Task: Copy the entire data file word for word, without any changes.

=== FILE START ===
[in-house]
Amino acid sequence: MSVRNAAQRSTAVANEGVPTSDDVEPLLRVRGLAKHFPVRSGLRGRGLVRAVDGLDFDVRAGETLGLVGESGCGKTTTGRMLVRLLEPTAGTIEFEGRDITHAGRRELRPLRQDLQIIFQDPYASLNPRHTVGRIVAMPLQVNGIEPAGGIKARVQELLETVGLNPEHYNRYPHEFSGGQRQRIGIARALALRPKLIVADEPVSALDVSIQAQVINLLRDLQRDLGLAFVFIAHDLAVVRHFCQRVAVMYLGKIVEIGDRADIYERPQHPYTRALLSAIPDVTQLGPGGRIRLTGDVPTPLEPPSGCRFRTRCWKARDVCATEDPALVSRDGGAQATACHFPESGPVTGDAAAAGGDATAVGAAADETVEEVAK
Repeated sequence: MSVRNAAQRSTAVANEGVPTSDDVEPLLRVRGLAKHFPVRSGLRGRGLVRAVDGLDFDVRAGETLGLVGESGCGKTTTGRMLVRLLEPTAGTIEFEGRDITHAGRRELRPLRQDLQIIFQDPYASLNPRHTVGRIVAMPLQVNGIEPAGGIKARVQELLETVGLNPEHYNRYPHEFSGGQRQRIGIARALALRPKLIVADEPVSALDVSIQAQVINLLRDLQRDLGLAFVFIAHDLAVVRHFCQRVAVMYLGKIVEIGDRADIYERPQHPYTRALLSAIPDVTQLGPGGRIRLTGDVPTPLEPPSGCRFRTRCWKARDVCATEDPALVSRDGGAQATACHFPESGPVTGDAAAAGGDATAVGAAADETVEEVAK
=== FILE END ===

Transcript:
[in-house]
Amino acid sequence: MSVRNAAQRSTAVANEGVPTSDDVEPLLRVRGLAKHFPVRSGLRGRGLVRAVDGLDFDVRAGETLGLVGESGCGKTTTGRMLVRLLEPTAGTIEFEGRDITHAGRRELRPLRQDLQIIFQDPYASLNPRHTVGRIVAMPLQVNGIEPAGGIKARVQELLETVGLNPEHYNRYPHEFSGGQRQRIGIARALALRPKLIVADEPVSALDVSIQAQVINLLRDLQRDLGLAFVFIAHDLAVVRHFCQRVAVMYLGKIVEIGDRADIYERPQHPYTRALLSAIPDVTQLGPGGRIRLTGDVPTPLEPPSGCRFRTRCWKARDVCATEDPALVSRDGGAQATACHFPESGPVTGDAAAAGGDATAVGAAADETVEEVAK
Repeated sequence: MSVRNAAQRSTAVANEGVPTSDDVEPLLRVRGLAKHFPVRSGLRGRGLVRAVDGLDFDVRAGETLGLVGESGCGKTTTGRMLVRLLEPTAGTIEFEGRDITHAGRRELRPLRQDLQIIFQDPYASLNPRHTVGRIVAMPLQVNGIEPAGGIKARVQELLETVGLNPEHYNRYPHEFSGGQRQRIGIARALALRPKLIVADEPVSALDVSIQAQVINLLRDLQRDLGLAFVFIAHDLAVVRHFCQRVAVMYLGKIVEIGDRADIYERPQHPYTRALLSAIPDVTQLGPGGRIRLTGDVPTPLEPPSGCRFRTRCWKARDVCATEDPALVSRDGGAQATACHFPESGPVTGDAAAAGGDATAVGAAADETVEEVAK